10 TFY450/FY045 Tillegg 13 - Addition of angular momenta 10 For l 1 we have two possible values for j, namely j = l + 1 and j = l 1. j = l + 1 : In this case L and S are as parallel as they can possibly be (for a given l). As illustrated in the figure, the angle α between L and S then is not equal to zero: j = l 1 : In this case L and S are as antiparallel as they can possibly be (for a given l): In both these cases, j and l are good quantum numbers. This means that the angle α between L and S can be calculated by means of the relation J = L + L S + S, which gives L S = 1 (J L S ) = 1 h [ j(j + 1) l(l + 1) 3/4]. (T13.6) This relation is a special case of (T13.19) Addition of several angular momenta The rules given above can also be used when there are more than two contributions to the total angular momentum of a system: J = J 1 + J + J 3 +. We may then start by combining J 1 and J to J 1 = J 1 + J. The possible quantum numbers j 1 are then limited by the triangular inequality: j 1 j j 1 j 1 + j. We continue by combining J 1 with J 3, and again use the triangular inequality. Continuing this process, we end up finding all possible values of the resulting quantum number j. An example is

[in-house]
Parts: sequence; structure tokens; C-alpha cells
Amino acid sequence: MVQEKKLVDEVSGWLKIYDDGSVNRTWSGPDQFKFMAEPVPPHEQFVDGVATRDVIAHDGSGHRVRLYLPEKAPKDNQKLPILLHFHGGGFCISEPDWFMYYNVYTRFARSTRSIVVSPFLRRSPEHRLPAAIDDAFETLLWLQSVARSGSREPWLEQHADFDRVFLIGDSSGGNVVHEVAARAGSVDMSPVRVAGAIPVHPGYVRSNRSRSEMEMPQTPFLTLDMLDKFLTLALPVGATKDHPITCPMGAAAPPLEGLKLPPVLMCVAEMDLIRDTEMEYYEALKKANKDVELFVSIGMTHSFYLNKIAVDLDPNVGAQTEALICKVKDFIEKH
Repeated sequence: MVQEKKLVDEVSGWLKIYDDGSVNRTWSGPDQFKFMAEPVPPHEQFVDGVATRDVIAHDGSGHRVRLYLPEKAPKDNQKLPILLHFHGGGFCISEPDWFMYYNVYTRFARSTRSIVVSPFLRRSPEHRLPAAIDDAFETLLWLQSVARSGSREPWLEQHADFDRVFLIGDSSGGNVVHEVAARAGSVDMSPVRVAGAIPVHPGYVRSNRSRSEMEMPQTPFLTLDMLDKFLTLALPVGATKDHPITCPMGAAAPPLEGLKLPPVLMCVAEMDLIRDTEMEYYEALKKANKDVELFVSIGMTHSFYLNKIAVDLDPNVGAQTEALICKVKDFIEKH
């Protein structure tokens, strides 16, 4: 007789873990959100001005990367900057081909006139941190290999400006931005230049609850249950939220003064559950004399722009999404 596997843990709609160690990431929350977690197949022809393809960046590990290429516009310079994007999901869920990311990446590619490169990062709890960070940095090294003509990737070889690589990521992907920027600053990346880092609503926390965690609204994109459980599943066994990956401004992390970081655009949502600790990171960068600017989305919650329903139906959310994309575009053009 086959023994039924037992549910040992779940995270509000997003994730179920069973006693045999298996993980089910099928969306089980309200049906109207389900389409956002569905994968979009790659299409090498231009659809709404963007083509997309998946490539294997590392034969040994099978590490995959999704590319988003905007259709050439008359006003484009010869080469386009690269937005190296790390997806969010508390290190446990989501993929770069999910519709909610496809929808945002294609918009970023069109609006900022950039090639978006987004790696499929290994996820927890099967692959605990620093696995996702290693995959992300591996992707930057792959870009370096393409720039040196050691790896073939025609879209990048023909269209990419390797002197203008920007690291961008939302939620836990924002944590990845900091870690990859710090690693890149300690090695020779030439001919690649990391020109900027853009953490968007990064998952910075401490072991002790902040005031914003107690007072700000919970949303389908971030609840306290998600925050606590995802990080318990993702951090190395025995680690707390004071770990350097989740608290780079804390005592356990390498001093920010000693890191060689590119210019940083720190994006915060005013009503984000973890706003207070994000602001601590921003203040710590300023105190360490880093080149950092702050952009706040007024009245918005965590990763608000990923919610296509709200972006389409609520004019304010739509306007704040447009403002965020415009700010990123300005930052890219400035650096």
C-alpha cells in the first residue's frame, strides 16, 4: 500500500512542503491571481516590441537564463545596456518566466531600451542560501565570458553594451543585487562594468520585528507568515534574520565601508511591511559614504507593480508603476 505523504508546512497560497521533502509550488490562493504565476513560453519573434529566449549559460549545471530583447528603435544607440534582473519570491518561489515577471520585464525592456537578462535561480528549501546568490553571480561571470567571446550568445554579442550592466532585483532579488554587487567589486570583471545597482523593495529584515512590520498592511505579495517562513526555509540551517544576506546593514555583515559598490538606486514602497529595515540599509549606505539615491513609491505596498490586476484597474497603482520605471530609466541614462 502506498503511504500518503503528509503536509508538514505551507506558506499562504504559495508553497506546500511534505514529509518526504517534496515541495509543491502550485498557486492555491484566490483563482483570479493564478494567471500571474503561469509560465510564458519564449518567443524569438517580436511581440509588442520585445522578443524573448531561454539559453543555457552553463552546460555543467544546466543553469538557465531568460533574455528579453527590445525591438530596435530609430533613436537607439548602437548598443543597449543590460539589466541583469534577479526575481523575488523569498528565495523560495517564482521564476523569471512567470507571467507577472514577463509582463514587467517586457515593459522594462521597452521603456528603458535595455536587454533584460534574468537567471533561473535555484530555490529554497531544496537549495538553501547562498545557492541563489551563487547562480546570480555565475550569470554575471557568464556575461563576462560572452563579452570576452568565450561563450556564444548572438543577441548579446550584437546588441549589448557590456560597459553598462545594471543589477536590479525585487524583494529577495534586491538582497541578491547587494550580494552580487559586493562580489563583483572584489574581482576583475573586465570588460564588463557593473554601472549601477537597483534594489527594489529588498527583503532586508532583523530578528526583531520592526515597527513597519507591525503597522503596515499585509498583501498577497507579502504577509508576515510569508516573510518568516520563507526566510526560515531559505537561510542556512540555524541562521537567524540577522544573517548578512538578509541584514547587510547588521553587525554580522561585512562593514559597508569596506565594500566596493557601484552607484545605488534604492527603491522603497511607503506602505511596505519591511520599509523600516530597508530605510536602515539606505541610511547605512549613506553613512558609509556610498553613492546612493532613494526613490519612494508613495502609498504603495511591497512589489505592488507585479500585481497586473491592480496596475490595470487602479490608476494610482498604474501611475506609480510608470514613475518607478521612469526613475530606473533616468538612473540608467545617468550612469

11 TFY450/FY045 Tillegg 13 - Addition of angular momenta 11 Nuclear spin With the exception of ordinary hydrogen, all atomic nuclei consist of Z protons and N = A Z neutrons, where A is the nucleon number. The total angular momentum of a nucleus A Z X is called the nuclear spin and is denoted by an angular-momentum (spin) quantum number I. Thus, a single proton or a single neutron has I = 1. Let us now see what the rules for the addition of angular moenta have to say about the spin quantum number I of the next nucleus, the deuteron the stable nucleus of deuterium, 1H, heavy hydrogen. There are in principle three contributions to the total angular momentum I (the spin) of the deuteron. These are the spins S p and S n of the proton and the neutron and a possible orbital aangular momentum L of the proton-neutron system: I = S p + S n + L. If we first imagine the two spins combined to S = S p + S n, then this can result either in a triplet, characterized by the quantum number S = 1, or a singlet with S = 0. 1 Thus we have two possibilities for the spin. Furthermore, from the addition rules for angular momenta we can not rule out the possibility that the nutron-proton system in its ground state has a non-zero orbital angular momentum, characterized by an integer quantum number L. When this is combined either with S = 0 or S = 1, it follows that the deuteron must have an integer quantum number I. This is as far as the addition rules can take us. Experimentally it turns out that the spins of the proton and the neutron together form a triplet, S = 1, while the resulting angular-momentum quantum number of the deuteron is I = 1 (spin 1). The addition rules then limit the orbital angular-momentum quantum number to the values L = 0, 1,. (All these can be combined with S = 1 to the resultant I = 1.) Here it turns out that L = 1 is excluded (for reasons that we cannot enter into here). Then two possibilities remain, one with L = 0 and one with L =. Experimentally it turns out that the deuteron is in a superposition of these two states; L = 0 is the dominating contribution, but there is also a small admixture of L =, which results in a ground state for the deuteron deviating slightly from being spherically symmetric. This deviation is an experimental fact. From the discussion above, we understand that the spin quantum number (I) for a heavier nucleus must be an integer for a nucleus with even nucleon number A and half-integral for a nuleus with odd A. Of the nuclei with even A it turns out that almost all have I = 0. The exceptions are nuclei for which both N and Z are odd. In addition to the deuteron 1H (I = 1), there are only a few such nuclei which are stable, two of which are 6 3Li (I = 1) and 14 7 N (I = 1). But 1 When the spins or orbital angular momenta of several particles are added, it is customary to use capital letters for the quantum numbers, S = h S(S + 1), L = h L(L + 1). It is also usual to use the capital letters S,P,D,F,G,H for states with L = 0, 1,, 3, 4, 5, in analogy with the symbols used s,p,d,f,g,h for one-particle states with l = 0, 1,, 3, 4, 5. It may perhaps be somewhat confusing to learn that the ground state does not have a sharply defined orbital angular momentum. This has to do with the fact that the strong nuclear force, which provides the binding, is described by a model with a non-central potential. Then L does not commute with the Hamiltonian operator, and L is not a so-called good quantum number.